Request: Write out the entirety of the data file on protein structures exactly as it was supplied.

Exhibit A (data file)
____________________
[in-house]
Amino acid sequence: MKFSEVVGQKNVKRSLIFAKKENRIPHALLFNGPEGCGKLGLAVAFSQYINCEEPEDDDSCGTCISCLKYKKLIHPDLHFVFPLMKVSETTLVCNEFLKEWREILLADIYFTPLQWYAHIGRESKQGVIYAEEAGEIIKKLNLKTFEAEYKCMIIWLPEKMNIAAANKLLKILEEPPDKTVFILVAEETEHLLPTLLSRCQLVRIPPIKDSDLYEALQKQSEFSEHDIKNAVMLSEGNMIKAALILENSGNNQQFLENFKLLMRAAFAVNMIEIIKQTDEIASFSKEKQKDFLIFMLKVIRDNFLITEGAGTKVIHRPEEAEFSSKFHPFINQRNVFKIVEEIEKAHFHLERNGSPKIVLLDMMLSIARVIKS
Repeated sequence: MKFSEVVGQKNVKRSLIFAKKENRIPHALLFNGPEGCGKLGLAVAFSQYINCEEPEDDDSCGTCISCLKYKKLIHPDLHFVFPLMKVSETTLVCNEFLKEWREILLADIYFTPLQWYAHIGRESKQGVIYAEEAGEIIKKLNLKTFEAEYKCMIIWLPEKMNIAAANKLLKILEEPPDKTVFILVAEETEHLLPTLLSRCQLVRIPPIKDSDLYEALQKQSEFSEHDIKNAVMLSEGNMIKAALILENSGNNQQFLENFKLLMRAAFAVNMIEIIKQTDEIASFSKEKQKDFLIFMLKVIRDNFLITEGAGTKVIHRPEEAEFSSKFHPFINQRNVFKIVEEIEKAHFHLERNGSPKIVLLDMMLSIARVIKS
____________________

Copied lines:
[in-house]
Amino acid sequence: MKFSEVVGQKNVKRSLIFAKKENRIPHALLFNGPEGCGKLGLAVAFSQYINCEEPEDDDSCGTCISCLKYKKLIHPDLHFVFPLMKVSETTLVCNEFLKEWREILLADIYFTPLQWYAHIGRESKQGVIYAEEAGEIIKKLNLKTFEAEYKCMIIWLPEKMNIAAANKLLKILEEPPDKTVFILVAEETEHLLPTLLSRCQLVRIPPIKDSDLYEALQKQSEFSEHDIKNAVMLSEGNMIKAALILENSGNNQQFLENFKLLMRAAFAVNMIEIIKQTDEIASFSKEKQKDFLIFMLKVIRDNFLITEGAGTKVIHRPEEAEFSSKFHPFINQRNVFKIVEEIEKAHFHLERNGSPKIVLLDMMLSIARVIKS
Repeated sequence: MKFSEVVGQKNVKRSLIFAKKENRIPHALLFNGPEGCGKLGLAVAFSQYINCEEPEDDDSCGTCISCLKYKKLIHPDLHFVFPLMKVSETTLVCNEFLKEWREILLADIYFTPLQWYAHIGRESKQGVIYAEEAGEIIKKLNLKTFEAEYKCMIIWLPEKMNIAAANKLLKILEEPPDKTVFILVAEETEHLLPTLLSRCQLVRIPPIKDSDLYEALQKQSEFSEHDIKNAVMLSEGNMIKAALILENSGNNQQFLENFKLLMRAAFAVNMIEIIKQTDEIASFSKEKQKDFLIFMLKVIRDNFLITEGAGTKVIHRPEEAEFSSKFHPFINQRNVFKIVEEIEKAHFHLERNGSPKIVLLDMMLSIARVIKS